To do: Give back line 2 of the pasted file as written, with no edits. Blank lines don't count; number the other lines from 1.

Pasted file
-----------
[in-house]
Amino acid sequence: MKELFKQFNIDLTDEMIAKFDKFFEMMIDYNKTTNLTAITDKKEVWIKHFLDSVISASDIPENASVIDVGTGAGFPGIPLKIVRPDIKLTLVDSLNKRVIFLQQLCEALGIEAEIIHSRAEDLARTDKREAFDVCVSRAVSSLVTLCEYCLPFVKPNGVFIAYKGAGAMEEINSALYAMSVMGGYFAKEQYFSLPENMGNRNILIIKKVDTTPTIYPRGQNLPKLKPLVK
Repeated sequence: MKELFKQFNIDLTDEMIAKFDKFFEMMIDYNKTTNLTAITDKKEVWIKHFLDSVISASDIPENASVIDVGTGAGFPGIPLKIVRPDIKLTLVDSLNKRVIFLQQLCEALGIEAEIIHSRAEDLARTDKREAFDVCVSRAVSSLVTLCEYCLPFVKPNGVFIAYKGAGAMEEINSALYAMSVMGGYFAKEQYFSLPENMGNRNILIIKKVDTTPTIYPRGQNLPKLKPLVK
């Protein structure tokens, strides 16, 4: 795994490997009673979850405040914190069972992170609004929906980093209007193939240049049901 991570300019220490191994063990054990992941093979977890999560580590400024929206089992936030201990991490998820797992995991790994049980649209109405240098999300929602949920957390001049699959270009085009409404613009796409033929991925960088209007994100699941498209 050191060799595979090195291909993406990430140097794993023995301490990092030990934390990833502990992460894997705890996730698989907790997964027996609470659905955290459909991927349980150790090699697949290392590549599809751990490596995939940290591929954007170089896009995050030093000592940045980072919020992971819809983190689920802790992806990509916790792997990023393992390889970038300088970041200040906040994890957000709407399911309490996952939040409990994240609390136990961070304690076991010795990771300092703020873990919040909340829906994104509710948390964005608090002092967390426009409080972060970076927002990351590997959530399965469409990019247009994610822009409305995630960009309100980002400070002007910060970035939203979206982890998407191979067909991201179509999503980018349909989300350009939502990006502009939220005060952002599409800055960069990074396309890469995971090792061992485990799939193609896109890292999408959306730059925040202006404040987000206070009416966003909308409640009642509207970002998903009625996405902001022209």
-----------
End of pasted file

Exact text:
Amino acid sequence: MKELFKQFNIDLTDEMIAKFDKFFEMMIDYNKTTNLTAITDKKEVWIKHFLDSVISASDIPENASVIDVGTGAGFPGIPLKIVRPDIKLTLVDSLNKRVIFLQQLCEALGIEAEIIHSRAEDLARTDKREAFDVCVSRAVSSLVTLCEYCLPFVKPNGVFIAYKGAGAMEEINSALYAMSVMGGYFAKEQYFSLPENMGNRNILIIKKVDTTPTIYPRGQNLPKLKPLVK